Brief ontology reports are articles that describe ontologies where the main focus of the contribution is not a substantive research question, but rather a resource which is being made available for the community. As a precondition for consideration, the ontology should be publicly available and shared with a permissive license for re-use. The ontology should be formally correct and well-formed in OWL or in another ontology language, and good supporting documentation and metadata should be available online. The brief report should include a strong motivation for the use case, a descriptive evaluation of how the ontology is suitable for this use case, and evidence of how the ontology adds value over the state of the art. Brief reports are encouraged to be maximally succinct - and never longer than 10 pages in the journal template. Graphics and diagrams should be of a high quality and closely supportive of the points the report wishes to make, never merely 'illustrative'. These reports are therefore analogous to the Software or Resource reports that have been introduced in other journals for e.g. in bioinformatics or other scientific disciplines.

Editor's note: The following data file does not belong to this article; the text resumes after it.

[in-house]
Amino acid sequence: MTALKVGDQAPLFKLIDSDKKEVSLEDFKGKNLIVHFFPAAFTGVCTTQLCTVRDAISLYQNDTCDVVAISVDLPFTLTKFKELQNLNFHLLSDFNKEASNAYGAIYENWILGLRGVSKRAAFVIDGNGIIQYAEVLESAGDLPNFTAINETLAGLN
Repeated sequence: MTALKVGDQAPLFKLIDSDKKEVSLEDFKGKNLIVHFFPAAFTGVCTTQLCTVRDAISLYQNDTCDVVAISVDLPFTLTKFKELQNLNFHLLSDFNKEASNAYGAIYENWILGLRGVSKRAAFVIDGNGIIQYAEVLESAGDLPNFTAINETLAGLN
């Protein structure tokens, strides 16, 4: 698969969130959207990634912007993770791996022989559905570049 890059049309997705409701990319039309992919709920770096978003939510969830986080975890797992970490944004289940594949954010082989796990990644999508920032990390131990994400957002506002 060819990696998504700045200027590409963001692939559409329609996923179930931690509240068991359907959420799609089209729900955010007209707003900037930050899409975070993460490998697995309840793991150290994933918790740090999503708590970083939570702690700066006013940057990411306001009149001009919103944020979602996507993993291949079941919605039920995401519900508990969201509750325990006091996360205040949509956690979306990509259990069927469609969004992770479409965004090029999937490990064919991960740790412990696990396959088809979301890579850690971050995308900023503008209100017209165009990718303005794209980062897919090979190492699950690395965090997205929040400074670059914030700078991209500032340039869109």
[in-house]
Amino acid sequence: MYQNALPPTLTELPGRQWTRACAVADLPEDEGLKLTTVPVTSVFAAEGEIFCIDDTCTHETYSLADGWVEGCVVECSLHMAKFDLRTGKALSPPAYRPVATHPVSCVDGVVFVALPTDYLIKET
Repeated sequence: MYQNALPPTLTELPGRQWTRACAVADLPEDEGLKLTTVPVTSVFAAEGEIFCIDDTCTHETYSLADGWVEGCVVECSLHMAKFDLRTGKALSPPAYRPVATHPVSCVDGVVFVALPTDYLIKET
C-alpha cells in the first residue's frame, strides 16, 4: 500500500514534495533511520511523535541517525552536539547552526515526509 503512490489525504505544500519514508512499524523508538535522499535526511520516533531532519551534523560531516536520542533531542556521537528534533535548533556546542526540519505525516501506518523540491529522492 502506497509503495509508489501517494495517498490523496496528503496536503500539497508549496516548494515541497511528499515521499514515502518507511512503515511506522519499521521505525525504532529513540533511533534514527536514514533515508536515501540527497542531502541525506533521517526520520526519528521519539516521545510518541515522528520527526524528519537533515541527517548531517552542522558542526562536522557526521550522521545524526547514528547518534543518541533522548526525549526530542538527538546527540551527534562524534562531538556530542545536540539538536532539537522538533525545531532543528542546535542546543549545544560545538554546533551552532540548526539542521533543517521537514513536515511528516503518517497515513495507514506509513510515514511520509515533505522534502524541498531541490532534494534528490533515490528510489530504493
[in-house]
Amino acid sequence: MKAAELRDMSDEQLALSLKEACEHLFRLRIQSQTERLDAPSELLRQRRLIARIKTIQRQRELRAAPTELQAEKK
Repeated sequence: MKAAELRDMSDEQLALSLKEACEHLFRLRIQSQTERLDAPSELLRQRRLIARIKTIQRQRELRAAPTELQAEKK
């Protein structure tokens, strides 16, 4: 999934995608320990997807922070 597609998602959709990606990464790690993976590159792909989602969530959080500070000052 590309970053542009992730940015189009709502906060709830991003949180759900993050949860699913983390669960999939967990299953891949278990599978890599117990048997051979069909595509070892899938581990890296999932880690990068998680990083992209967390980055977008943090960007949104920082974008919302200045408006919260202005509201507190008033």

Submission of Manuscripts

All correspondence concerning editorial matters as well as information regarding submissions should be sent to the Assistant Editor:
Mihai Pomarlan
Faculty of Linguistics
University of Bremen
Bibliothek Strasse 1
28259 Bremen
Tel.: +49 17627951142
Email: pomarlan at

Authors are requested to submit their manuscript electronically through the journal’s editorial management system accessible by this website ("Submit Manuscript").
The initial submission manuscript should be uploaded as one .pdf file with tables and figures included within the text near the position they are referred to.

Required files (after the acceptance of the paper)
After the article has been accepted, the following electronic files are required:
a word processor file of the text, preferably using LateX, although a Word template is also available. When using LaTeX please use our LaTeX template and also send a pdf version of the LaTeX file and separate files of all figures (if any); see "Preparation of manuscripts" for the required file formats. If using Word, make sure to use our Word template. All submissions must conform to the required format as closely as possible regardless of word processing tools adopted.

Colour figures
It is possible to have figures printed in colour, provided the cost of their reproduction is paid for by the author. See Preparation of Manuscripts for the required file formats.

Open Access option